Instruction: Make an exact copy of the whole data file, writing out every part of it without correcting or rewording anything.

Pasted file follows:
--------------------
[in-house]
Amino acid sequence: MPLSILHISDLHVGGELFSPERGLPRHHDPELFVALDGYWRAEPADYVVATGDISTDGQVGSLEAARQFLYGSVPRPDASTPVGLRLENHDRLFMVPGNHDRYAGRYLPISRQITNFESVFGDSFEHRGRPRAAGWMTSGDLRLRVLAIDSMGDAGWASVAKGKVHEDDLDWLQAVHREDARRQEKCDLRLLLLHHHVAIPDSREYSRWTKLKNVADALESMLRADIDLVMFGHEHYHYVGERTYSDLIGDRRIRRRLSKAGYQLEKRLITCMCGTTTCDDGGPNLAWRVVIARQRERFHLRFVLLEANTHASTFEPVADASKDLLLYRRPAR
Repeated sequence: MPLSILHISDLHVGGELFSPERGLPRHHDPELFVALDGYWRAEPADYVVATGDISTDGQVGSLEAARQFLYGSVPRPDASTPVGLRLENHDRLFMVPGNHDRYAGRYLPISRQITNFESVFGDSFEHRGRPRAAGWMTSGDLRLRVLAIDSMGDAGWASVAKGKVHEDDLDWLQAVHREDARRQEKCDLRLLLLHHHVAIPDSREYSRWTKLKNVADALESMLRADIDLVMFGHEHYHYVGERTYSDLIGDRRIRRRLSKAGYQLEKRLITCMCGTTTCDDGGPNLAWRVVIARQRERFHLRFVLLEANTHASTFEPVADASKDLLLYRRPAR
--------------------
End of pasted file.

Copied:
[in-house]
Amino acid sequence: MPLSILHISDLHVGGELFSPERGLPRHHDPELFVALDGYWRAEPADYVVATGDISTDGQVGSLEAARQFLYGSVPRPDASTPVGLRLENHDRLFMVPGNHDRYAGRYLPISRQITNFESVFGDSFEHRGRPRAAGWMTSGDLRLRVLAIDSMGDAGWASVAKGKVHEDDLDWLQAVHREDARRQEKCDLRLLLLHHHVAIPDSREYSRWTKLKNVADALESMLRADIDLVMFGHEHYHYVGERTYSDLIGDRRIRRRLSKAGYQLEKRLITCMCGTTTCDDGGPNLAWRVVIARQRERFHLRFVLLEANTHASTFEPVADASKDLLLYRRPAR
Repeated sequence: MPLSILHISDLHVGGELFSPERGLPRHHDPELFVALDGYWRAEPADYVVATGDISTDGQVGSLEAARQFLYGSVPRPDASTPVGLRLENHDRLFMVPGNHDRYAGRYLPISRQITNFESVFGDSFEHRGRPRAAGWMTSGDLRLRVLAIDSMGDAGWASVAKGKVHEDDLDWLQAVHREDARRQEKCDLRLLLLHHHVAIPDSREYSRWTKLKNVADALESMLRADIDLVMFGHEHYHYVGERTYSDLIGDRRIRRRLSKAGYQLEKRLITCMCGTTTCDDGGPNLAWRVVIARQRERFHLRFVLLEANTHASTFEPVADASKDLLLYRRPAR